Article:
For hundreds of years the nomads of Central Asia roamed over an enormous territory that stretched from the Caspian Sea to the Tien Shen mountains and as far south as Afghanistan.
Fought over, at first by the three dzus or clans known in the West as the Great, Middle and Little Hordes, and then annexed by the Soviets, Kazakhstan remained an enigma, its vast size – roughly that of western Europe – and inaccessibility put it beyond the reach of all but the most adventurous of travellers.
The Xanadu of Samuel Taylor Coleridge’s poem was a ‘savage and enchanted’ land of sacred rivers, caves of ice and ‘twice five miles of fertile ground’. It is almost as if his words were written for Kazakhstan whose rivers and holy places were sacred to the pre-Islamic shamanistic society that once dwelt there.
And 200 years after Coleridge wrote the opening lines, the country is itself opening up. Thousands of miles of plains, mountains and glaciers, stunning canyons and natural monuments shaped by the wind, ancient cave paintings and glyphs can still be seen – as can modern cities complete with entertainment centres and shopping malls, built from scratch in the middle of the steppe.
Astana, the new capital is President Nursultan Nazabayev’s Xanadu. Once a quiet trading post on the fringes of the silk route, for the past ten years it has been the country’s new capital and the population has exploded as people move to the city to work and study. There’s something slightly surreal about watching a city take shape in front of your eyes, vast construction projects are everywhere and even at night one can hear the sound of building.
Last year, the President inaugurated the Palace of Peace, an enormous glass pyramid built by the British architect Norman Foster. Surprisingly tardis-like it holds an opera house and on its upper floors, there are meeting rooms, office space and at the top, a curious, blindingly white conference suite with incredible panoramic views across the city.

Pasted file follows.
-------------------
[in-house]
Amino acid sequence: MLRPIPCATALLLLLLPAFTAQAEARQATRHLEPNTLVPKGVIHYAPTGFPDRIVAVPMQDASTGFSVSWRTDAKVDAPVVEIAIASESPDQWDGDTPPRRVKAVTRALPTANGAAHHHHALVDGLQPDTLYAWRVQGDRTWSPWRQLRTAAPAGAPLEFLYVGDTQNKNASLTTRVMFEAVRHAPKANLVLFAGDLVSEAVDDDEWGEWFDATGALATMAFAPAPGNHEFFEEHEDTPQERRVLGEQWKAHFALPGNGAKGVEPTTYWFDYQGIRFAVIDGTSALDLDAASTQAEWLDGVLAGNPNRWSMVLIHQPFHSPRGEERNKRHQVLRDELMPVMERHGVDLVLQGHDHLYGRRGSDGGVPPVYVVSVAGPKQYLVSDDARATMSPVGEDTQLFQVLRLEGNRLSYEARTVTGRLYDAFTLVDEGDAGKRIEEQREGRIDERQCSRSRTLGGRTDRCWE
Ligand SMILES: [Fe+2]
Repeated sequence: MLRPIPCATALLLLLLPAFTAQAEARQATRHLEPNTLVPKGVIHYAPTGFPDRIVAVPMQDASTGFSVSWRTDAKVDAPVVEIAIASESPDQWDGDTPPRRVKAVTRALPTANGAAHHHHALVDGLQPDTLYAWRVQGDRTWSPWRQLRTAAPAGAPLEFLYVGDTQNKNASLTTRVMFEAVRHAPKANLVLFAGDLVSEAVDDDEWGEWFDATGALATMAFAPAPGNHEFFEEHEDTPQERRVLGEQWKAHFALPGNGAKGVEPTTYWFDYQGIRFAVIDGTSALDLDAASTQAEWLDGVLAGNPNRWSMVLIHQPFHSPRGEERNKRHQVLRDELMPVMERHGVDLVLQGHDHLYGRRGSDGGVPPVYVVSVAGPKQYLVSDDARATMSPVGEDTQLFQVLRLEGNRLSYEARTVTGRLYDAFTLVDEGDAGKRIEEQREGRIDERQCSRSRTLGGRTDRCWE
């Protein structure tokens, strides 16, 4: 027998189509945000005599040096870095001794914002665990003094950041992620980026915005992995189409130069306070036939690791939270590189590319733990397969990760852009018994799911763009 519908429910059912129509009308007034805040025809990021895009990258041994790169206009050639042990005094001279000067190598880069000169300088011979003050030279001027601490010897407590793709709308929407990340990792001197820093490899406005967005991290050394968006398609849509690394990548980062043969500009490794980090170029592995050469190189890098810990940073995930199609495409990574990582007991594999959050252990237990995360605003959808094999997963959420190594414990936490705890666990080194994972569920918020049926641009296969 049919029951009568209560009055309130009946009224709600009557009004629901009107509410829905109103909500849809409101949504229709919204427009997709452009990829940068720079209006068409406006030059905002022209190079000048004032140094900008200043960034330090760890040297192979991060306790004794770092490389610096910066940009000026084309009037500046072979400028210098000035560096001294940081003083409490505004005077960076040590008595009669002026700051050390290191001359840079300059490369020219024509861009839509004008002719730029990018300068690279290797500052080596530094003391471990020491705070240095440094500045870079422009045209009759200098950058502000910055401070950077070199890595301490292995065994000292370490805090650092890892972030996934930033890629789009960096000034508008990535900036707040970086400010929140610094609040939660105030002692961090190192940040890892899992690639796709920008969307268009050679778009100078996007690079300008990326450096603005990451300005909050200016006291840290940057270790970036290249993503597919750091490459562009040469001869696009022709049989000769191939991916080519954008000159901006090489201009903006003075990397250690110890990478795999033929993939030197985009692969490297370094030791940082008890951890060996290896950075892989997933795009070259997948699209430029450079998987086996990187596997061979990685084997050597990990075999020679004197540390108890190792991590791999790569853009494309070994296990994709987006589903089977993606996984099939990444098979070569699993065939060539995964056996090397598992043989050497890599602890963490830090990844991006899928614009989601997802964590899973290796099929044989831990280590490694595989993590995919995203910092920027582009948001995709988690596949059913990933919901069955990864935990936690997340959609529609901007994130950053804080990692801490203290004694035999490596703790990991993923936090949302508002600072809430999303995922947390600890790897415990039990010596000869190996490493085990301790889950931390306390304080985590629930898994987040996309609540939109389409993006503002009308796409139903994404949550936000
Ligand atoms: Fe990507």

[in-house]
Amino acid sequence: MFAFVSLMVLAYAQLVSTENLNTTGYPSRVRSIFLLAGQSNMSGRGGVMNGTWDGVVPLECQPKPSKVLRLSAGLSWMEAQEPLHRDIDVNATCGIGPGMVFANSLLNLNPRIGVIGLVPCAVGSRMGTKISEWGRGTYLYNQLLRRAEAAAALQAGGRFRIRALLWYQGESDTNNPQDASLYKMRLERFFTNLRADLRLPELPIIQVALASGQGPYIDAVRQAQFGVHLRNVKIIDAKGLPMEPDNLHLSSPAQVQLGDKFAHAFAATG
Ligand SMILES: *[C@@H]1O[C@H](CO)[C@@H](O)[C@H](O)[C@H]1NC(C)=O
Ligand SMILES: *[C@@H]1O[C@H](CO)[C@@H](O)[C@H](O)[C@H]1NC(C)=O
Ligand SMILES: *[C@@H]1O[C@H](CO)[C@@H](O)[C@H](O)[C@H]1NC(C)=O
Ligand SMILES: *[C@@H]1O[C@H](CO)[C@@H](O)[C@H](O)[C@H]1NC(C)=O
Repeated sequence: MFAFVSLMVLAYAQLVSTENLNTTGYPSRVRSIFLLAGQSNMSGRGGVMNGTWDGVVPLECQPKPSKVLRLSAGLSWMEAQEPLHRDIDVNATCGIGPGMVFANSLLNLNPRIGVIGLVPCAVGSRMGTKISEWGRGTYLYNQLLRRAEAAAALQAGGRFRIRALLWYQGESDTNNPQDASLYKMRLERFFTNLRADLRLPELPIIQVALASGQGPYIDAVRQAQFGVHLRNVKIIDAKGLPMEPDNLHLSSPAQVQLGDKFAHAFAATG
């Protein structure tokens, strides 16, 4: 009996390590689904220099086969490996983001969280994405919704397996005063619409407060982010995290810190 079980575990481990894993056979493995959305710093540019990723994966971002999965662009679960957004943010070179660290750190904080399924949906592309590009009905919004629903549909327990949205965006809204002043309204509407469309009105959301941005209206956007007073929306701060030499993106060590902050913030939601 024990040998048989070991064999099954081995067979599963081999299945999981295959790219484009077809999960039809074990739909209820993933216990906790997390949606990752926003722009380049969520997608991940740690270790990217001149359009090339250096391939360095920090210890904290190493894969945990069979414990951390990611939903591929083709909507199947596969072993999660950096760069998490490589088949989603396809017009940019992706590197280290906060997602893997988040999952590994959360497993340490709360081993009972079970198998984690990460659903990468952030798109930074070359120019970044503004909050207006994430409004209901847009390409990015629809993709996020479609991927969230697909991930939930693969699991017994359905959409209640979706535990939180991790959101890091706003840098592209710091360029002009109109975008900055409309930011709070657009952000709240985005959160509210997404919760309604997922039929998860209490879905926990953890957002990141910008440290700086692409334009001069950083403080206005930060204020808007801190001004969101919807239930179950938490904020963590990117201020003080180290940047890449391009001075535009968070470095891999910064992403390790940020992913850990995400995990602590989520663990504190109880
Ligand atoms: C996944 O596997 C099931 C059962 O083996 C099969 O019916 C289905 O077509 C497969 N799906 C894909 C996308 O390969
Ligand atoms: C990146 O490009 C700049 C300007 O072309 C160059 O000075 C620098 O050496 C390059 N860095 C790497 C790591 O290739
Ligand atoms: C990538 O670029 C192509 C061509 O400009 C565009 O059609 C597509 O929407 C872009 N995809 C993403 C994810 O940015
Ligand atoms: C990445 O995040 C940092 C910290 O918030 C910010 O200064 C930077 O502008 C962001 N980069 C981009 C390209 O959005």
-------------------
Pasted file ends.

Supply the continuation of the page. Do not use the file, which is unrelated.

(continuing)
In keeping with the feeling of other-worldliness that permeates the place, the glass has been tinted and giant doves, the size of cows have been printed onto the windows. At least the sky is always blue for the lucky conference goers who have to walk up through a lush ‘sky garden’ to reach the eyrie. Only the president, says our guide, is allowed to use the lift all the way to the top.
From October to April, the ground is almost entirely covered with deep snow. While this makes getting around Astana tricky enough – it is certainly not a city designed with pedestrians in mind – it is an excellent time of the year to visit. The River Ishim which runs through the centre of the city is frozen solid and plays host to a number of skiers, walkers. There are also ice fishermen who huddle under home made plastic windbreaks which cover the entire body while they wait to catch tiny fry for bait.
But the most fun with ice is surely that on offer at the free ice-sculpture park where adults and children alike take great pleasure in the massive sculptures, some of which are big enough to climb up and slide down. Night-time, when the sculptures are illuminated (like everything else in this city where the lights are always on) is the most popular time for families. It isn’t unusual to find groups of friends playing hide and seek among the exhibits and good naturedly helping each other on the slides.
Modern architecture buffs will find plenty of interest in Astana. A substantial part of the city is being rebuilt, at the president’s behest to provide space for a new capital worthy of a nation with a significant amount of oil reserves. A vast new presidential office and the parliament have already been finished and new areas for civil servants, diplomats and businesses are planned.
But until Astana becomes less of a building site, the jewell in the crown will still be Almaty. The country’s biggest city’s more human scale and its more varied architecture imbue it with a sense of reality that Astana seems determined to eschew.
In the summer Almaty’s wide, leafy boulevards take on a European air. Cafes spring up and the streets buzz with people. But a winter visit can be tremendously rewarding for those prepared to wrap up well.
Walking really is the best way to explore Almaty. Unlike Astana where someone clearly forgot to include pedestrians in the master plan, Almaty has pavements which one can still usually find in spite of the piles of snow dumped each morning at the roadside by the snow ploughs. Kazakhs of course don’t seem to find it difficult to negotiate. Women in incredible floor length furs, skintight jeans and eight inch stiletto heels negotiate the huge piles of snow at the side of the road with barely a second glance.